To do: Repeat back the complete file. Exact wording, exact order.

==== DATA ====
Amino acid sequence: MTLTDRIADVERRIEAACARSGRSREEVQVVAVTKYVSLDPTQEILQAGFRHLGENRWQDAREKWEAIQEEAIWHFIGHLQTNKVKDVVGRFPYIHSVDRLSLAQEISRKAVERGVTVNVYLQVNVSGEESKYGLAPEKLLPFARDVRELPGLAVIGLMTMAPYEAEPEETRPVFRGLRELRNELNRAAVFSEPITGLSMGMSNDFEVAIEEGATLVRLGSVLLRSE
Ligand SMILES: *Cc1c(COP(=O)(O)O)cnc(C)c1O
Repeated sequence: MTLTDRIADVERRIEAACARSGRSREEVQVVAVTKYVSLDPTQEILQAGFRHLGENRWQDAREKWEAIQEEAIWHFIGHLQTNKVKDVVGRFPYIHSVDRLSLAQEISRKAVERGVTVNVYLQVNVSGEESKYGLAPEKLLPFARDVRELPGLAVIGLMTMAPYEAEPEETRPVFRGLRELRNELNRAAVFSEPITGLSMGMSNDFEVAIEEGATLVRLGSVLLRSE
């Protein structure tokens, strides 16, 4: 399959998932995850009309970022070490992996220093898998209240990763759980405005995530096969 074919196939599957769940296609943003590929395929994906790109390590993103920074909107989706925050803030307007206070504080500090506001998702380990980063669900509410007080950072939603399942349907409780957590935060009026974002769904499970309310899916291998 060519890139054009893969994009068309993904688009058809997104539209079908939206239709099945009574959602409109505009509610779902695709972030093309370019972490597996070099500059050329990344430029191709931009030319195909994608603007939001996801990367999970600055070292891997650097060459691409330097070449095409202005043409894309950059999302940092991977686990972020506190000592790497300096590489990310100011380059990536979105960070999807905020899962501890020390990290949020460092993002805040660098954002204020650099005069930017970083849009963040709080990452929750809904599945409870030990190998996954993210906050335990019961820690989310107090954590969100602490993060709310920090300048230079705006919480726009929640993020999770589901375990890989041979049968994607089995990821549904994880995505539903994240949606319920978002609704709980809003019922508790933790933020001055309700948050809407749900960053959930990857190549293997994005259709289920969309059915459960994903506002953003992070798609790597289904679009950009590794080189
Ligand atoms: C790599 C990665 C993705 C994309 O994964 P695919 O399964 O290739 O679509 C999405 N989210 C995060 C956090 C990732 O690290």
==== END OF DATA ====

Amino acid sequence: MTLTDRIADVERRIEAACARSGRSREEVQVVAVTKYVSLDPTQEILQAGFRHLGENRWQDAREKWEAIQEEAIWHFIGHLQTNKVKDVVGRFPYIHSVDRLSLAQEISRKAVERGVTVNVYLQVNVSGEESKYGLAPEKLLPFARDVRELPGLAVIGLMTMAPYEAEPEETRPVFRGLRELRNELNRAAVFSEPITGLSMGMSNDFEVAIEEGATLVRLGSVLLRSE
Ligand SMILES: *Cc1c(COP(=O)(O)O)cnc(C)c1O
Repeated sequence: MTLTDRIADVERRIEAACARSGRSREEVQVVAVTKYVSLDPTQEILQAGFRHLGENRWQDAREKWEAIQEEAIWHFIGHLQTNKVKDVVGRFPYIHSVDRLSLAQEISRKAVERGVTVNVYLQVNVSGEESKYGLAPEKLLPFARDVRELPGLAVIGLMTMAPYEAEPEETRPVFRGLRELRNELNRAAVFSEPITGLSMGMSNDFEVAIEEGATLVRLGSVLLRSE
């Protein structure tokens, strides 16, 4: 399959998932995850009309970022070490992996220093898998209240990763759980405005995530096969 074919196939599957769940296609943003590929395929994906790109390590993103920074909107989706925050803030307007206070504080500090506001998702380990980063669900509410007080950072939603399942349907409780957590935060009026974002769904499970309310899916291998 060519890139054009893969994009068309993904688009058809997104539209079908939206239709099945009574959602409109505009509610779902695709972030093309370019972490597996070099500059050329990344430029191709931009030319195909994608603007939001996801990367999970600055070292891997650097060459691409330097070449095409202005043409894309950059999302940092991977686990972020506190000592790497300096590489990310100011380059990536979105960070999807905020899962501890020390990290949020460092993002805040660098954002204020650099005069930017970083849009963040709080990452929750809904599945409870030990190998996954993210906050335990019961820690989310107090954590969100602490993060709310920090300048230079705006919480726009929640993020999770589901375990890989041979049968994607089995990821549904994880995505539903994240949606319920978002609704709980809003019922508790933790933020001055309700948050809407749900960053959930990857190549293997994005259709289920969309059915459960994903506002953003992070798609790597289904679009950009590794080189
Ligand atoms: C790599 C990665 C993705 C994309 O994964 P695919 O399964 O290739 O679509 C999405 N989210 C995060 C956090 C990732 O690290």